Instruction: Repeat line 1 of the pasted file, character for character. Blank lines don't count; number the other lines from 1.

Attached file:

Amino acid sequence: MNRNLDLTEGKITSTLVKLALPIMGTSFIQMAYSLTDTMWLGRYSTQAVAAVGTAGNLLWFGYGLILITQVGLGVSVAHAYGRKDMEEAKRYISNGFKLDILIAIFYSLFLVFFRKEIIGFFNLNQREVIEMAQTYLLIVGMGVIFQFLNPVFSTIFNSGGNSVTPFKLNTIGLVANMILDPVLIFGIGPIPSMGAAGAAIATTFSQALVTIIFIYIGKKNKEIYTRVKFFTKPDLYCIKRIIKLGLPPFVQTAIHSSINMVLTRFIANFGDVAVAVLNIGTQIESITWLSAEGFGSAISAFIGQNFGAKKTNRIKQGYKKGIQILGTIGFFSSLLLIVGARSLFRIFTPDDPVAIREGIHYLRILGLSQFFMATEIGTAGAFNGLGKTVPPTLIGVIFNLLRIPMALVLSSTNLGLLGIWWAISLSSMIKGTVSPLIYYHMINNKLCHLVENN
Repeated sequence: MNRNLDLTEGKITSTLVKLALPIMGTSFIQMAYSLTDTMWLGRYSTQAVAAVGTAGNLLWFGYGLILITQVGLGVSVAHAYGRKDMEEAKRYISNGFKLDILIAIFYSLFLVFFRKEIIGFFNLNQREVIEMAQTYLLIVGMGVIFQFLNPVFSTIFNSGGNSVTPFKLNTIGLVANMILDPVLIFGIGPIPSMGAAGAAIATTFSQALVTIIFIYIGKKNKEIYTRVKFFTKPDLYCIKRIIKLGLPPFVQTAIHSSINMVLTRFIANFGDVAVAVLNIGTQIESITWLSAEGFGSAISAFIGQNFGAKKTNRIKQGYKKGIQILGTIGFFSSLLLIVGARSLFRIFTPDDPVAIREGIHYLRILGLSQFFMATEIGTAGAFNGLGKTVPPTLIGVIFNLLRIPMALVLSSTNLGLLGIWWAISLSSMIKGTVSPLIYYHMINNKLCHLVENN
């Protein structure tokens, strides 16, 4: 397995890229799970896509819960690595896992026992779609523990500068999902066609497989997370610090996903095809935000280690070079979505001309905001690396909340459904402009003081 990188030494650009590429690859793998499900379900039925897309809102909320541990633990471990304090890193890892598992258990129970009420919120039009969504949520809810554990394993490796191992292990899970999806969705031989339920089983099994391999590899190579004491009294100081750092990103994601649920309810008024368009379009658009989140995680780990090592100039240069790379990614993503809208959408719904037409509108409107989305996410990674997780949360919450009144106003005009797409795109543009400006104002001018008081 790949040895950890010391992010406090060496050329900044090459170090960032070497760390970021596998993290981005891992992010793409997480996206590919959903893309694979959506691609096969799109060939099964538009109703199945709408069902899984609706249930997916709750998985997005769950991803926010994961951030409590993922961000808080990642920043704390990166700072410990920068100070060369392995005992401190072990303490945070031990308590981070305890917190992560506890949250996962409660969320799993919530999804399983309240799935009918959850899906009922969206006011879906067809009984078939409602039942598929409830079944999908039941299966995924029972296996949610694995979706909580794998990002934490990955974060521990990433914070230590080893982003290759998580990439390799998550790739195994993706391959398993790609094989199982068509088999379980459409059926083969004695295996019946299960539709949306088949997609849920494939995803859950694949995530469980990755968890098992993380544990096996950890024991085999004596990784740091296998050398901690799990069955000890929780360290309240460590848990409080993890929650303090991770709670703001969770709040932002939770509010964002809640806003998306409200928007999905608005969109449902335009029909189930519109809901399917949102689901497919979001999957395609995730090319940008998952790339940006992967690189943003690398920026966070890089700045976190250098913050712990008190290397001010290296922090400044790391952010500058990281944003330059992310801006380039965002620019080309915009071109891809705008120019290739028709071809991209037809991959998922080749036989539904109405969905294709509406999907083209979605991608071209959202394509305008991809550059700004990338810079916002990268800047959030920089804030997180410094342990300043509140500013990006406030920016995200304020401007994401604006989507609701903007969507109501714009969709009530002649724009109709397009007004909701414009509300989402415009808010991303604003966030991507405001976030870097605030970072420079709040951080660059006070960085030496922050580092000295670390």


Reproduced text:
Amino acid sequence: MNRNLDLTEGKITSTLVKLALPIMGTSFIQMAYSLTDTMWLGRYSTQAVAAVGTAGNLLWFGYGLILITQVGLGVSVAHAYGRKDMEEAKRYISNGFKLDILIAIFYSLFLVFFRKEIIGFFNLNQREVIEMAQTYLLIVGMGVIFQFLNPVFSTIFNSGGNSVTPFKLNTIGLVANMILDPVLIFGIGPIPSMGAAGAAIATTFSQALVTIIFIYIGKKNKEIYTRVKFFTKPDLYCIKRIIKLGLPPFVQTAIHSSINMVLTRFIANFGDVAVAVLNIGTQIESITWLSAEGFGSAISAFIGQNFGAKKTNRIKQGYKKGIQILGTIGFFSSLLLIVGARSLFRIFTPDDPVAIREGIHYLRILGLSQFFMATEIGTAGAFNGLGKTVPPTLIGVIFNLLRIPMALVLSSTNLGLLGIWWAISLSSMIKGTVSPLIYYHMINNKLCHLVENN